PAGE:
When you truly believe this and place full trust in Him your entire life becomes transformed (2 Corinthians 5:17). You will begin to bear good fruit, and you will have the promise of God that He who began this good work in you will perfect it until the day of Christ Jesus (Philippians 1:6).
Paul makes it clear in his Epistle to the Ephesians that salvation is a gift of grace through faith and not of works — lest any man should boast.
What does that mean? Well, salvation is a gift. What does one do to ‘earn’ a gift? I work for Hal Lindsey — I do certain jobs, Hal pays me at a previously agreed upon rate.
That agreed-upon rate constitutes my wages. It is a conditional agreement — if I didn’t work, I wouldn’t get paid. It isn’t a gift — it is a mutual dependency.
Hal gave me a Christmas bonus again this year. I didn’t have to do anything to receive it — if I had, it would have been wages.
Instead, it was a gift, to do with as I pleased. There is an obvious difference.
I can boast all I want to about how important I am to Hal Lindsey and justify it by pointing to my paycheck. Suddenly, it is all about me.
But the free gift speaks to Hal’s generosity, not my inherent value. It isn’t about my goodness anymore.
The Bible says,
“For the wages of sin is death; but the gift of God is eternal life through Jesus Christ our Lord.” (Romans 6:23)
God will pay me the wages I’ve earned. (All men die.) But He also offers me the free gift of forgiveness and restoration by His grace, and asks only that I recognize it as a gift and receive it as offered.
The ‘other gospel’ takes the gift of God and makes it a conditional agreement — we are saved by grace, but our continued salvation is maintained by works.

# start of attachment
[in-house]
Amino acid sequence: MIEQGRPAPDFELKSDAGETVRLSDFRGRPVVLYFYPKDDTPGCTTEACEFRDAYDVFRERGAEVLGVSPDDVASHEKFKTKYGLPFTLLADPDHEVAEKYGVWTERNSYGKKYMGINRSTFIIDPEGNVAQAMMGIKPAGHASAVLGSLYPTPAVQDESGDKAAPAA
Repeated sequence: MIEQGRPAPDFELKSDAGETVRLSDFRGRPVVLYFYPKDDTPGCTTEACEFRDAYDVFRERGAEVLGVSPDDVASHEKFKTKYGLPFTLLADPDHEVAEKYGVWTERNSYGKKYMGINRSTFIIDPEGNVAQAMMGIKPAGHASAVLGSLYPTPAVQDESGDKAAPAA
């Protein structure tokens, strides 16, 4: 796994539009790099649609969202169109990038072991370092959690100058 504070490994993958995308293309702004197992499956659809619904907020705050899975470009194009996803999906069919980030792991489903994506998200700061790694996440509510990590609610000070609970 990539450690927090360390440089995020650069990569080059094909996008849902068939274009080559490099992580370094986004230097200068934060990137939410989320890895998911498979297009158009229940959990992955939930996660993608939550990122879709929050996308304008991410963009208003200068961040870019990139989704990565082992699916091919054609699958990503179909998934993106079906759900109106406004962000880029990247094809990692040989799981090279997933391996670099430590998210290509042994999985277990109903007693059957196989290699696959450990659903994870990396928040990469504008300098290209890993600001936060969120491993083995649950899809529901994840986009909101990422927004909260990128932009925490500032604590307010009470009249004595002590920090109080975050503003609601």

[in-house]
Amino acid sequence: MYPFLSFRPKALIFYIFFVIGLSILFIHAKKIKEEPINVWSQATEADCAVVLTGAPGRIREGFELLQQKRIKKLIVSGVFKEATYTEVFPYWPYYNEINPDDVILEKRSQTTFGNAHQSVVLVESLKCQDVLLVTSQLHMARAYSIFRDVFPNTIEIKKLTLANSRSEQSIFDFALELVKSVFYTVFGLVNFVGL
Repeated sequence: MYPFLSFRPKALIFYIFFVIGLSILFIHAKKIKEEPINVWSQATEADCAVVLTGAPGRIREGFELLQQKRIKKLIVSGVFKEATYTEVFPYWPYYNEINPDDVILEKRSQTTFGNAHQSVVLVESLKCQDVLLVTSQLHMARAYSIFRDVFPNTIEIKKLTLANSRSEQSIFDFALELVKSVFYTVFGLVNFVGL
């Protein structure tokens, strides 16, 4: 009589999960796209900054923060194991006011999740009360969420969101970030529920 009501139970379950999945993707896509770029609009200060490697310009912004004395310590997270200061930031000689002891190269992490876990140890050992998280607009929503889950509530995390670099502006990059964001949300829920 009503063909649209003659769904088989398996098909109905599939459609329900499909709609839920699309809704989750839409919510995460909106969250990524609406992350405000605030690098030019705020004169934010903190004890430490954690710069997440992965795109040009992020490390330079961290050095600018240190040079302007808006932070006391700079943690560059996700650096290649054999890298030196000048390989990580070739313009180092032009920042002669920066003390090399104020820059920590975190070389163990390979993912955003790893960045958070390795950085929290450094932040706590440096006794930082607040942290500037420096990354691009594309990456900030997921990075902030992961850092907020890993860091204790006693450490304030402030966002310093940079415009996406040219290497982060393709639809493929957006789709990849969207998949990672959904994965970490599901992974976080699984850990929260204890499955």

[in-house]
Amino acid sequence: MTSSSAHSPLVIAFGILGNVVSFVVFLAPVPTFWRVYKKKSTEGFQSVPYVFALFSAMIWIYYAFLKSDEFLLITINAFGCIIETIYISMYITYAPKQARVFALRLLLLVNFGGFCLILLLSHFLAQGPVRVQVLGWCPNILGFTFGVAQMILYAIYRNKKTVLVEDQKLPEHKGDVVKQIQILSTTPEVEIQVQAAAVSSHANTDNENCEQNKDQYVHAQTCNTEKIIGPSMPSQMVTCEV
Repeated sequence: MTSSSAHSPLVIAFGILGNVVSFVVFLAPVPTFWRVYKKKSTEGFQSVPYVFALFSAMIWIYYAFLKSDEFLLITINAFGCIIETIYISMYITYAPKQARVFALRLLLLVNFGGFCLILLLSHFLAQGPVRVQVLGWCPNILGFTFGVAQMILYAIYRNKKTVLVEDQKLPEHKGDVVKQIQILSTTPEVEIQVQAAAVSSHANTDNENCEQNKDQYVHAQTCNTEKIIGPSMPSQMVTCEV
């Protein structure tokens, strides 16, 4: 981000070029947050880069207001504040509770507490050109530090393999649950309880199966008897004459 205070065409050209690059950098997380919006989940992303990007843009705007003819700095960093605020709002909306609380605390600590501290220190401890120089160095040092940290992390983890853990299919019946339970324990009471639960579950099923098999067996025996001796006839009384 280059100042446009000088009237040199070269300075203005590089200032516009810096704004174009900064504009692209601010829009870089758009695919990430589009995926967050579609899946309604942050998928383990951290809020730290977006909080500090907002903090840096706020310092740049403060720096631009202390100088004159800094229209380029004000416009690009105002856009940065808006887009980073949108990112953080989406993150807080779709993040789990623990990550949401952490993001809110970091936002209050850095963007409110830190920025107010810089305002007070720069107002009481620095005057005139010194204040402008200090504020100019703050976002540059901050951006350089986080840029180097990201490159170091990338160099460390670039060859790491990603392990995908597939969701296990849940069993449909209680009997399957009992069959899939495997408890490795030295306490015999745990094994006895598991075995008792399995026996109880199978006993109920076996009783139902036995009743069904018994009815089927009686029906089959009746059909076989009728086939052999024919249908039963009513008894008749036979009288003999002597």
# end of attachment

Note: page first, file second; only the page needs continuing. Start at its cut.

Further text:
That makes as much sense as Hal giving me a Christmas bonus in December, but if I don’t work twice as hard in January, he’ll take it back. It is no longer a Christmas gift, but an advance — or a loan — that must be repaid one way or another.
It is a source of endless fascination to me to hear otherwise well-meaning Christians argue against the doctrine of eternal security. The wages of sin is death, however, the gift of God is conditional upon works, they argue. What does the Bible say about ALL our works?
“But we are all as an unclean thing, and ALL our righteousnesses are as filthy rags; and we all do fade as a leaf; and our iniquities, like the wind, have taken us away.” (Isaiah 64:6)
ALL our righteousness are as filthy rags, but God’s grace is perfect and all sufficient. If God’s grace didn’t extend to our post-salvation sins, then the only ones who would be in heaven would be those who died at the point of salvation.
Legalism dictates that God demands perfection, settles for minor imperfection, and revokes salvation from those whose imperfection crosses some invisible line.
Smoking isn’t among God’s Seven Deadly Sins — but on that list, the glutton sits right there beside the drunkard.
Are fat people habitual, unrepentant sinners who have condemned themselves while smokers get a pass? Or does God extend His grace to us according to our individual (and God-given) weaknesses or strengths?
I have the wisdom of Scripture that tells me that a holy God cannot countenance sin. That wisdom also tells me that, in God’s eyes, all sin is sin, and there are seven that God hates with a particular passion, habitual sins that, barring God’s grace, condemn as unrepentent; fat people, lazy people, gossips and drunks.
I also have knowledge of human nature from personal observation. I have intimate knowledge of myself and my own shortcomings.
Applied with a knowledge — but without an understanding — of grace, it tells me that my own salvation must depend on my first accepting Christ and then, never sinning again.
I came to Christ in 1976. I know that I have sinned since then. Wisdom plus knowledge — but devoid of understanding — therefore dictates that I am already lost and without hope — so why bother even trying?
“Grace” is not a license to sin, it is Divine permission to get back up and try again. Sin is burdensome because it tends to pile up so fast. Soon, it becomes so heavy you CAN’T get back up on your own.
The burden is lifted by the grace of God so that we can get back up, heal our wounds and return to battle. Grace is not license to sin. It is medicine to heal and bandages to cover our sin so we can fight on.
Understanding grace is to understand what Paul meant when he told the Galatians,
“I do not frustrate the grace of God: for if righteousness come by the law, then Christ is dead in vain.” (Galatians 2:21)
Another gospel is a different gospel. And things that are different are not the same.
Featured Commentary: Men of Renown ~Pete Garcia